Flamborough teens help St. Mary earn bronze at Canadian Improv Games

News Apr 08, 2016 by Melanie Cummings, Special to the Review Flamborough Review

Four minutes. In 240 seconds time can crawl or zoom, depending on the situation.

In improv competitions, that time span often feels like both, said St. Mary Catholic Secondary School’s improv coach Katherine Newberry, whose team of teens earned a bronze medal recently in the regional finals of the Canadian National Improv Games.

The quick-thinking crew of eight students earned 936 points (out of a potential 1,000) in the Tri-City Improv Games held in Guelph last month, outwitting 22 other schools from Kitchener, Waterloo, Owen Sound, Niagara and several places in between. St. Mary is the only high school improv team in Hamilton-Wentworth.

“Improv is like running a sports team, more than like running a theatre group,” said Newberry. “In a game, even with all of the practices, you never know what’s going to happen in competition.”

And like any sport, it takes a lot of practice to do well.

According to St. Mary’s team member Sophia Cauduro, who lives in Waterdown, “improv is not a skill that you just have -- it’s a skill that needs to be developed over time to improve.”

And a co-operative mindset is a must, she adds.

“It’s one thing if an individual person is funny, it’s another thing when you have a full team of people who contribute ridiculous ideas to create one messed up masterpiece that we call a scene,” said Cauduro. 

In competition, each team performs four out of five events: style, life, theme, story and character, and receives storyline suggestions from the audience. Working through scenes such as a bad date at a shoe factory, embarrassing moments when milk shoots out of your nose and the line ‘build it and they will come’ conjured a bevy of imaginative ideas and laughter-filled reactions.

Dundas resident Simone Dorie, a three-year veteran of the school team, thrives on the art form’s unpredictability.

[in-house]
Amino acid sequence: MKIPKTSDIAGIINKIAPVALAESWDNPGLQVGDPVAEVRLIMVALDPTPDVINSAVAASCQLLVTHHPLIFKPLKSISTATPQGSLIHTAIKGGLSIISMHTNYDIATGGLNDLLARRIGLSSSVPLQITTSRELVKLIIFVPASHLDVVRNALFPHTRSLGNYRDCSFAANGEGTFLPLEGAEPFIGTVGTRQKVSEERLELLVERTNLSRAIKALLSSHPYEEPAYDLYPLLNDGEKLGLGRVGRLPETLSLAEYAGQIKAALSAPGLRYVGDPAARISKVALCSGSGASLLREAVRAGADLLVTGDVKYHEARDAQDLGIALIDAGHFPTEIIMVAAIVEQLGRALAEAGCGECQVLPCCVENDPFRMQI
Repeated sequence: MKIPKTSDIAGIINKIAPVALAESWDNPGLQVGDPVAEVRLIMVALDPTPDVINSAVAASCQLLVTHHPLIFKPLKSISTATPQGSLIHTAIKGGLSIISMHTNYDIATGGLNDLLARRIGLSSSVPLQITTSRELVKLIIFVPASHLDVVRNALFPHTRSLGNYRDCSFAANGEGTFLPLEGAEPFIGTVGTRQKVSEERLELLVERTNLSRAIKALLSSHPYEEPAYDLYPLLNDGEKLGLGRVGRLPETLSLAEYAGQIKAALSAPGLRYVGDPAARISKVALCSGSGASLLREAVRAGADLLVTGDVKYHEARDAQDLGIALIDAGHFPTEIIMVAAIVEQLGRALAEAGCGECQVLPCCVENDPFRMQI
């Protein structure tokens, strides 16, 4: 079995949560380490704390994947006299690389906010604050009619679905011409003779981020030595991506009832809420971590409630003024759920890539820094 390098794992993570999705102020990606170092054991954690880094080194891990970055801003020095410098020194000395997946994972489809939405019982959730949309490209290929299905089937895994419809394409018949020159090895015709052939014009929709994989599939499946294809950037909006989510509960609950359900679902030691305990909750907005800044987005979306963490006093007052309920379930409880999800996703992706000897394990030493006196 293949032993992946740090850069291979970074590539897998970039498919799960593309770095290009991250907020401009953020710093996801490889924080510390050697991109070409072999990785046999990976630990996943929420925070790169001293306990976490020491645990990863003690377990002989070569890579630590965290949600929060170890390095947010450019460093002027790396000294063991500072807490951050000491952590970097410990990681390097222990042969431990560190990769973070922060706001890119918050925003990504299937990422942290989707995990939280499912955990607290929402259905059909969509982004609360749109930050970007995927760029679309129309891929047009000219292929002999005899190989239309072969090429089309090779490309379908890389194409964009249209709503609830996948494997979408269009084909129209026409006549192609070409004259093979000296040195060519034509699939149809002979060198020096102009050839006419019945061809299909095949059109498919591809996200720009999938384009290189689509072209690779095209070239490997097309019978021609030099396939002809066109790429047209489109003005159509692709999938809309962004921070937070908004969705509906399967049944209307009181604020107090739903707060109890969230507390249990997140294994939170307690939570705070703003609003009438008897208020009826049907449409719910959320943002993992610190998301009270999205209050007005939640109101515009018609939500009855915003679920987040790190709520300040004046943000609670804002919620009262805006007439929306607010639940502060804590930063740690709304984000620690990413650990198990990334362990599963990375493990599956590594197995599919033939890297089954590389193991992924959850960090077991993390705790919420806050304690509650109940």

The will and skill it takes to get up on stage without a script memorized, stage direction or any hints about the topics in advance teaches you to think quickly on your feet.

This is another reason why teamwork is a must, said Dorie. There’s no room for stars, she adds.

“You have to put all of your trust in your teammates, to back you up no matter what happens.”

The St. Mary team has been working toward the regional competition since auditions began last October.

With 16 members in the group that meets weekly – half of which are chosen to compete – they have learned to “almost read each other’s minds when we perform,” said Dorie.

“If you›re not in tune with everyone around you, the scene essentially flops. The judges really took notice of our bond on stage and because we are able to work so well together, our scenes were actually hilarious!”

Flamborough teens help St. Mary earn bronze at Canadian Improv Games

News Apr 08, 2016 by Melanie Cummings, Special to the Review Flamborough Review

Four minutes. In 240 seconds time can crawl or zoom, depending on the situation.

In improv competitions, that time span often feels like both, said St. Mary Catholic Secondary School’s improv coach Katherine Newberry, whose team of teens earned a bronze medal recently in the regional finals of the Canadian National Improv Games.

The quick-thinking crew of eight students earned 936 points (out of a potential 1,000) in the Tri-City Improv Games held in Guelph last month, outwitting 22 other schools from Kitchener, Waterloo, Owen Sound, Niagara and several places in between. St. Mary is the only high school improv team in Hamilton-Wentworth.

“Improv is like running a sports team, more than like running a theatre group,” said Newberry. “In a game, even with all of the practices, you never know what’s going to happen in competition.”

And like any sport, it takes a lot of practice to do well.

According to St. Mary’s team member Sophia Cauduro, who lives in Waterdown, “improv is not a skill that you just have -- it’s a skill that needs to be developed over time to improve.”

And a co-operative mindset is a must, she adds.

“It’s one thing if an individual person is funny, it’s another thing when you have a full team of people who contribute ridiculous ideas to create one messed up masterpiece that we call a scene,” said Cauduro.